An Indian factory worker. As the country faces a power crisis, some firms may have to close. Photo: Twitter

India’s unemployment surged in December and it is now the highest since the Covid-19 lockdown was eased in June, according to a think-tank report.

It rose to 9.1% in December as against 6.5% in November, despite a rise in economic activity across most sectors, says Centre for Monitoring Indian Economy. The unemployment rate rose to 8.4% in the first week ended December 6, and then to 9.9% and 10.1% in the following two weeks before moderating to 9.5% in the last week, the data showed.

The report says that the rise in the unemployment rate was due to a significant number of workers returning to the labor market in search of jobs. The labor force increased from an estimated 421 million in November to 427 million in December. But the labor markets were not ready to absorb the additional six million job seekers, which left them largely unemployed.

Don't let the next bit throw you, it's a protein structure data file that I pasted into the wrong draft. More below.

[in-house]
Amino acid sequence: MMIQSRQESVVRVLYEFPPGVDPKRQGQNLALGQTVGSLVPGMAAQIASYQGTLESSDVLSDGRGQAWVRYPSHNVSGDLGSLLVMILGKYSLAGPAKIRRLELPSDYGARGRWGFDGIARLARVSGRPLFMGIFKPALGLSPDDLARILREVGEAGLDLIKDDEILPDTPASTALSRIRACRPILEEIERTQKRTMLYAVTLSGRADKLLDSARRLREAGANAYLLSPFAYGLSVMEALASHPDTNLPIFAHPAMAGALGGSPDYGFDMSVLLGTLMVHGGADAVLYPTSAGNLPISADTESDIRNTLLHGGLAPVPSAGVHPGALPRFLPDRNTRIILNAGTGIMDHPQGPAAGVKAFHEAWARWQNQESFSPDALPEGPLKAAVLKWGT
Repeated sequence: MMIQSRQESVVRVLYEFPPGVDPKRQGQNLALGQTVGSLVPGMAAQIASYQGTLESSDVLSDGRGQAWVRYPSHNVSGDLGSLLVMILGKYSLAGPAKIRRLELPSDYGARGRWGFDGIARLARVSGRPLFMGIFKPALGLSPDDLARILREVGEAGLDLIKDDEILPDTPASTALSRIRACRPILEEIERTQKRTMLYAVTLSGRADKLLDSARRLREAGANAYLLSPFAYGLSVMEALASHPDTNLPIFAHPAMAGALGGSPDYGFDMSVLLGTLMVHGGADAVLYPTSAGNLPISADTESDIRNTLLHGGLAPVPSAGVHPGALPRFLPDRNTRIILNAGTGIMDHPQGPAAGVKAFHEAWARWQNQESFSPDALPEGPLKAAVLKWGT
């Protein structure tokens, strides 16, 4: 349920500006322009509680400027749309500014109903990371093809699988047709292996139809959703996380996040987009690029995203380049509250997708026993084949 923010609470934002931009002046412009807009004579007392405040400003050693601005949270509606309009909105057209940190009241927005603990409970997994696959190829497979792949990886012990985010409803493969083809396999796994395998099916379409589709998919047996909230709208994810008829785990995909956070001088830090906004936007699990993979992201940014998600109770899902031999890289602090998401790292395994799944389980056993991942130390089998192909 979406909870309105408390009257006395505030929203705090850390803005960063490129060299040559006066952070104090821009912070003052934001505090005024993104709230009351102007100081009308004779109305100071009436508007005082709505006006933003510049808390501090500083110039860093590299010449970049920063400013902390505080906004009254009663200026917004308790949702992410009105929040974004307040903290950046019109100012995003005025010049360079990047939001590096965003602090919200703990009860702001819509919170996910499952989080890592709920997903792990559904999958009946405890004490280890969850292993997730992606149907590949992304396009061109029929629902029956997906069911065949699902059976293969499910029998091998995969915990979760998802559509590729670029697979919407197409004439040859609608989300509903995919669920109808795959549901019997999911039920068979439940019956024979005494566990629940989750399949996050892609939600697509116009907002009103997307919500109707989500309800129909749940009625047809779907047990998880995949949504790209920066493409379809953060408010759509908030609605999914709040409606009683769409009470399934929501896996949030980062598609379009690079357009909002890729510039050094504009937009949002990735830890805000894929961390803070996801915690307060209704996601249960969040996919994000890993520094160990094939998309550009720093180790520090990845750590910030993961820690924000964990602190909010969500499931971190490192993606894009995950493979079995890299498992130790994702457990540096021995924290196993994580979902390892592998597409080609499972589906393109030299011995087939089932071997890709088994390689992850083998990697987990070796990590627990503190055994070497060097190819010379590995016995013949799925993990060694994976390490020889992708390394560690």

During the month of November, the labor participation rate was down to 40%, from 40.7% in the preceding two months, but in December it rose to 40.6%. The lower rate in November reduced pressure in the labor market as it implied that fewer people were looking for jobs, the think-tank observed.

The country’s unemployment rate had reached a record high of 23.52% in April 2020, after the Narendra Modi government announced a countrywide lockdown on March 25 to contain the spread of Covid-19.

According to Mahesh Vyas, founder and MD of the think-tank, “Farming is the last resort of many who are rendered jobless. But, December is not the month in which it can absorb labor. This is the month when it sheds jobs. In each of the past five years since 2016, labor employed in farming in December has shrunk compared to November. In December 2019, the job loss from farming was 10 million.” The story in December 2020 was no different as the sector shed 9.8 million jobs, he added.

The number of unemployed individuals has surged to 38.7 million in December from 27.4 million in November, an increase of around 40%. Vyas noted that this has now placed the number of unemployed higher than pre-Covid lockdown days. The average count of unemployed in 2019-20 was 33.3 million.

The think-tank observed that this across-the-board deterioration in labor market raises concerns about recovery process. On the other hand the prices of household items are also rising at a faster rate, with the inflation hovering around 7% in recent months.